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Lift your mood this autumn

Lift your mood this autumnWith the change of seasons and the end of the longer, lighter evenings, it’s no wonder that some people feel gloomy when summer ends. But autumn has plenty to offer and feel good about, as behavioural expert Judi James explores.

For many people, the start of autumn corresponds with the end of summer fun the last Bank Holiday before Boxing Day has passed, the holiday season has come to a close and children head back to school. The lighter evenings of the summer months disappear quickly and the weather typically brings with it a new chill in the air.

Although the summer months may be coming to an end – and your next holiday probably seems ages away – letting it get you down won’t make the time pass any quicker and it will just result in you feeling even gloomier.

Be positive

Rather than feeling dismal and gloomy about autumn, behavioural expert Judi James suggests that it’s far better to focus on the positive aspects that the change of season brings with it.

“Remember how much you loved autumn as a child,” she asks; “crunching leaves underfoot, bonfires, wellingtons, new school scarves and toasty warm food?”

That might sound corny but corny is good when it comes to lifting your mood.

“Instead of looking out from inside your bubble of busy-ness and allowing the change of season to lower your mood by focusing on all the negative changes, like shorter days and chillier mornings, you could actively raise your happiness levels by anticipating the positives, just as you did as a child.” 

Improve your frame of mind

Thinking positively and focusing on the good things is a great start to improving your frame of mind and giving you things to look forward to.

Here are some tips from Judi:

  • Stop using gloomy terminology: It’s natural to miss the end of summer but moaning and over-dramatising will create a false response as you programme your mood into a state similar to mourning.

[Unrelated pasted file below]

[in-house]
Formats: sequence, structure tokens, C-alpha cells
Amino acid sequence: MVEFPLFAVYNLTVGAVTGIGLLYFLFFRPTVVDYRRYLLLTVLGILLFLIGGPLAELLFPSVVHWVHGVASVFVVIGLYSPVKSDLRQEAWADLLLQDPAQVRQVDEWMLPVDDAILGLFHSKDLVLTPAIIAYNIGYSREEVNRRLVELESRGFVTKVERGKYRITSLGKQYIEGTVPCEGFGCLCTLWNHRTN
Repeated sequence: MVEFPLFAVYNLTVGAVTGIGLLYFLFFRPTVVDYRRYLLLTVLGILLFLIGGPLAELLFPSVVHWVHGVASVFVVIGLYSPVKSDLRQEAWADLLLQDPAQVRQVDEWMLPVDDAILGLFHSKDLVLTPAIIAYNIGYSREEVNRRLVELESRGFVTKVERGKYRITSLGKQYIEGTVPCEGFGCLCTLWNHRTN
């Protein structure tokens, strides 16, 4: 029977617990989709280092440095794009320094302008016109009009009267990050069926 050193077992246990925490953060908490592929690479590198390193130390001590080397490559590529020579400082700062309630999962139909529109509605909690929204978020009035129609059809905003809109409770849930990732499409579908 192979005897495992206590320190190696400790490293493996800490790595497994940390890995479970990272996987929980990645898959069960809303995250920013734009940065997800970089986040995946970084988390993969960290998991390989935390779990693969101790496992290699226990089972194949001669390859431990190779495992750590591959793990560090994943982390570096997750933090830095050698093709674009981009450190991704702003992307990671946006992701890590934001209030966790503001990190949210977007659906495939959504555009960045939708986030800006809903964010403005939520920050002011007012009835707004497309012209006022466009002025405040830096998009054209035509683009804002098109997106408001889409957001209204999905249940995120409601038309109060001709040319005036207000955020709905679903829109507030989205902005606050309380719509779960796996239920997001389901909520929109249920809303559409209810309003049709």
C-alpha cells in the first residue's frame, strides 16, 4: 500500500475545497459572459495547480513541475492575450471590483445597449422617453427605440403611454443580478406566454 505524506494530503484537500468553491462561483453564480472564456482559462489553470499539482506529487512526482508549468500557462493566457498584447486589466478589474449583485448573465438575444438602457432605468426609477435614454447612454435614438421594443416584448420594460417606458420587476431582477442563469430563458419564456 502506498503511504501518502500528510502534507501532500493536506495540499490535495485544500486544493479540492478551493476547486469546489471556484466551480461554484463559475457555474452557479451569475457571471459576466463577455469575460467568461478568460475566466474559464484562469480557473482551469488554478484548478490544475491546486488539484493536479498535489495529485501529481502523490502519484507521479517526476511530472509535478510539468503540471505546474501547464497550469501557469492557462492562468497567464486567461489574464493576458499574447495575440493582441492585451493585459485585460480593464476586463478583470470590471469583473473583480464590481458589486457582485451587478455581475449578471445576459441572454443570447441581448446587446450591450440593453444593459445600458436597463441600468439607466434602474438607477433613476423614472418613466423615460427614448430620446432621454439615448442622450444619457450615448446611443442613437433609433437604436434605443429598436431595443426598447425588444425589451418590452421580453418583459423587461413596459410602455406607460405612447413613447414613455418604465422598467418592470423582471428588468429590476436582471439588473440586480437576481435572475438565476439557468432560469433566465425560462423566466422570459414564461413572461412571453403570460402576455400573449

• Talk it up: Words create feelings which affect your behaviour. Even if it sounds fake to begin with, get into the habit of referring to the new season in positive terms.
  • Anticipate good things: rather than focusing on what you’re missing and pouring over holiday snaps or pining for the beach, try booking a short autumn break in a cosy country hotel or guesthouse. Visit the seaside in autumn for long walks along deserted beaches.
  • Remind yourself of the joys of the season: Write a list of all the things you like about autumn, no matter how childlike or soppy they sound. 

Boost your sense of wellbeing

In addition to improving your frame of mind, it helps to focus on what you can do to boost your sense of wellbeing.

Exercise is always good for improving your health and wellbeing, reducing stress and lifting your mood. The act of exercising releases endorphins, which naturally produce a ‘feel good’ factor. So rather than decreasing the amount of exercise you do in chilly weather, get outside and enjoy the elements – outdoor sports, running or walking can all be invigorating.

Judi also suggests that it’s a nice idea to create seasonal treats.
 
“Kids see each season as a different set of treats to look forward to and you can too,” she adds.

Enjoy the wonderful autumn colours of the trees, go out and collect conkers, pick out your favourite warmer clothes or look forward to celebrating Bonfire Night or Halloween.

Other ideas to boost your sense of wellbeing include:

  • Having an ‘autumn clean’, rather than a ‘spring clean’ – sort out your wardrobe, tidy your home and empty your cupboards of junk to help yourself feel good
  • Visiting friends and getting involved with face-to-face socialising
  • Reading some good books or watching some entertaining or uplifting films
  • Trying knitting or other creative crafts – they can be a good way to de-stress and allow your brain to relax after a hard day’s work. 

Do you feel SAD?

Sometimes, there can be a medical reason for a slump in mood during the colder months. According to the SAD Association, about seven per cent of people are affected by Seasonal Affective Disorder (SAD), a form of winter depression, between September and April. A further 17 per cent have mild symptoms or ‘winter blues’.

SAD is caused by a biochemical imbalance in the hypothalamus, which is triggered by the decrease in daylight hours and lack of sunlight in winter. It affects people living in the northern and southern hemispheres but it is very rare in locations where the daylight hours are consistently long and bright.

As well as a change in mood and depression, other symptoms may include sleeping more, anxiety, concentration problems and increased appetite. If you’re worried about your health, see a GP for advice.

If you have any questions about coping with Seasonal Affective Disorder, then send a question to our panel of experts.

Useful links

SAD Association - www.sada.org.uk 

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